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[kuh m-pash-uh n] /kəmˈpæʃ ən/
a feeling of deep sympathy and sorrow for another who is stricken by misfortune, accompanied by a strong desire to alleviate the suffering.
verb (used with object)
Archaic. to compassionate.
Origin of compassion
1300-50; Middle English (< Anglo-French) < Late Latin compassiōn- (stem of compassiō). See com-, passion
Related forms
compassionless, adjective
uncompassion, noun
uncompassioned, adjective
1. commiseration, mercy, tenderness, heart, clemency. See sympathy.
1. mercilessness, indifference. Unabridged
Based on the Random House Dictionary, © Random House, Inc. 2017.
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Examples from the Web for compassion
Contemporary Examples
Historical Examples
  • Von Horn looked at him, a tinge of compassion in his rather hard face.

    The Monster Men Edgar Rice Burroughs
  • There was hardness in his voice when he spoke to the accused, but there was compassion there, too.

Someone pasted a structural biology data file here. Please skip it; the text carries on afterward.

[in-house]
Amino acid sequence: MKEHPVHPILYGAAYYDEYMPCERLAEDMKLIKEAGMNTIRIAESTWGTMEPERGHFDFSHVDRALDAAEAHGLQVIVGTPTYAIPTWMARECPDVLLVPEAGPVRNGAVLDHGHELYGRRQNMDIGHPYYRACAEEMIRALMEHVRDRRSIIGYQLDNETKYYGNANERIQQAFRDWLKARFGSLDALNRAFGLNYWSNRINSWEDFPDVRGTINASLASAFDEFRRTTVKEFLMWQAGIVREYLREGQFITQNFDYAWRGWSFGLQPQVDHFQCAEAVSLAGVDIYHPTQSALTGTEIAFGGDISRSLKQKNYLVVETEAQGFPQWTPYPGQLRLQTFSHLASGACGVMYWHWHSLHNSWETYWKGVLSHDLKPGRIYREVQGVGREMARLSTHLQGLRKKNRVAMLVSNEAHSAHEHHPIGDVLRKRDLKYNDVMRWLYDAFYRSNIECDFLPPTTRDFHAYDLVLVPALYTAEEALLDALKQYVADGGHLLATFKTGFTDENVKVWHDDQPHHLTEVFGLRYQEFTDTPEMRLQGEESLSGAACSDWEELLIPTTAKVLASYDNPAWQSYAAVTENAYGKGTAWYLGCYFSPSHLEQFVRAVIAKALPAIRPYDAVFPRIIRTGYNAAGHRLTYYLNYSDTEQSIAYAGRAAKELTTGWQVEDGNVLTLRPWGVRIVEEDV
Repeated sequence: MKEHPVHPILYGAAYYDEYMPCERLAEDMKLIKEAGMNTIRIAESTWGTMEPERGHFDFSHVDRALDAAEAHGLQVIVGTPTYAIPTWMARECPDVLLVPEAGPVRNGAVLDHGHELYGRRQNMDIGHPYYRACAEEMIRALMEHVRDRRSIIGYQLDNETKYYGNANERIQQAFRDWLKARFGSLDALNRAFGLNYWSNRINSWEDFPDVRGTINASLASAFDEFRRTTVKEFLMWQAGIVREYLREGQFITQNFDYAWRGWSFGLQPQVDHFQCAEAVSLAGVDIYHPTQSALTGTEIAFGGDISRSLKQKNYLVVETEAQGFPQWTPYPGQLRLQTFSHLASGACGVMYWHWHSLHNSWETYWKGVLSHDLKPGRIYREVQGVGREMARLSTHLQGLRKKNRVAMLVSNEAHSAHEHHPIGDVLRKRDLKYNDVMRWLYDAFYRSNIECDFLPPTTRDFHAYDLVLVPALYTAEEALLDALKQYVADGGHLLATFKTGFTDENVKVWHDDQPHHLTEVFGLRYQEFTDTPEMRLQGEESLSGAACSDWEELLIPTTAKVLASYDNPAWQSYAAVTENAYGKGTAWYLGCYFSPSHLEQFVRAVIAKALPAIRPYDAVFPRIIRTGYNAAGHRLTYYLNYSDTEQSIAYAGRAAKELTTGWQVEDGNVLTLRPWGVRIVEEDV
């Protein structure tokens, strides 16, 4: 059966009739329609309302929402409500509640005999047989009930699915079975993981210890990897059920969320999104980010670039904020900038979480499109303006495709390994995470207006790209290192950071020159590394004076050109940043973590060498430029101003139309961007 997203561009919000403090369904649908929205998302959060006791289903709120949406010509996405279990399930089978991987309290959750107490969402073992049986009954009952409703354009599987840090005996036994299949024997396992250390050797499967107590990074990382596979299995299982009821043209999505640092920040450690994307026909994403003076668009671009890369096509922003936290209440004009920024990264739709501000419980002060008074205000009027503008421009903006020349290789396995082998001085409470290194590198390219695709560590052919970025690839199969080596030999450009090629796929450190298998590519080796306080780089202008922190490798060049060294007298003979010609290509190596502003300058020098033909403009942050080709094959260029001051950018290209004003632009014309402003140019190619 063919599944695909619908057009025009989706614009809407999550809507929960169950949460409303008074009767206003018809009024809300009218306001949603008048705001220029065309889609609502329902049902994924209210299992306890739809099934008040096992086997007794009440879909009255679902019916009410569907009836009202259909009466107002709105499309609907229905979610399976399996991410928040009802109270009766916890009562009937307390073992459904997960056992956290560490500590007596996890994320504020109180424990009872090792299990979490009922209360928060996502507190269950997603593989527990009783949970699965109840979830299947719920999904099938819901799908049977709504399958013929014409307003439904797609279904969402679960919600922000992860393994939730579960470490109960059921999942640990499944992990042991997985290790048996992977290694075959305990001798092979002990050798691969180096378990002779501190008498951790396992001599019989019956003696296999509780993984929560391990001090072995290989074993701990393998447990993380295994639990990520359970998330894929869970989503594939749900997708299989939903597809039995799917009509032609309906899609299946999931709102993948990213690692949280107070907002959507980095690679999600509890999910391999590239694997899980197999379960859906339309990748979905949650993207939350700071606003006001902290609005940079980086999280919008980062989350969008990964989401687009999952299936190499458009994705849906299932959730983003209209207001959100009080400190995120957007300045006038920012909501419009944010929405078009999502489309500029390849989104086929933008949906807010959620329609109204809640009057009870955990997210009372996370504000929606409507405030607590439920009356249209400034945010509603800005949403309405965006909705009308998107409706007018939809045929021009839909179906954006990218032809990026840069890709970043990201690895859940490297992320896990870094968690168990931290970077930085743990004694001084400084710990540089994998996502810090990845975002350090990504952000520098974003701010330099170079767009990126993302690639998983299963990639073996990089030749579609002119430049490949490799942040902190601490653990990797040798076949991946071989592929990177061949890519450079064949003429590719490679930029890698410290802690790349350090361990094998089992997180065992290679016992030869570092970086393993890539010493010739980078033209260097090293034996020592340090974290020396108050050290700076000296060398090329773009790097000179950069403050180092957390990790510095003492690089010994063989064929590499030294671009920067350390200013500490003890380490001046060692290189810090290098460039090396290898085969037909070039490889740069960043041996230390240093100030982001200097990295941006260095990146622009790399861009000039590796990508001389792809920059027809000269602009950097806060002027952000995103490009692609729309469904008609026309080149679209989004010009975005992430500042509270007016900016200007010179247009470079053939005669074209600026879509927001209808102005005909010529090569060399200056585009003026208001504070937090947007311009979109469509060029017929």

Despoilers of the Golden Empire Gordon Randall Garrett
  • His compassion was still strong, but it was mingled with a great horror.

    The New Tenant E. Phillips Oppenheim
  • I am not telling you a romance, in order to excite your compassion, or to create sympathy.

    Princess Zara Ross Beeckman
  • I am sorry that I had a moment's compassion and made the attempt.

    The Brand of Silence Harrington Strong
British Dictionary definitions for compassion


a feeling of distress and pity for the suffering or misfortune of another, often including the desire to alleviate it
Word Origin
C14: from Old French, from Late Latin compassiō fellow feeling, from compatī to suffer with, from Latin com- with + patī to bear, suffer
Collins English Dictionary - Complete & Unabridged 2012 Digital Edition
© William Collins Sons & Co. Ltd. 1979, 1986 © HarperCollins
Publishers 1998, 2000, 2003, 2005, 2006, 2007, 2009, 2012
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Word Origin and History for compassion

mid-14c., from Old French compassion "sympathy, pity" (12c.), from Late Latin compassionem (nominative compassio) "sympathy," noun of state from past participle stem of compati "to feel pity," from com- "together" (see com-) + pati "to suffer" (see passion).

Latin compassio is an ecclesiastical loan-translation of Greek sympatheia (see sympathy). An Old English loan-translation of compassion was efenðrowung.

Online Etymology Dictionary, © 2010 Douglas Harper
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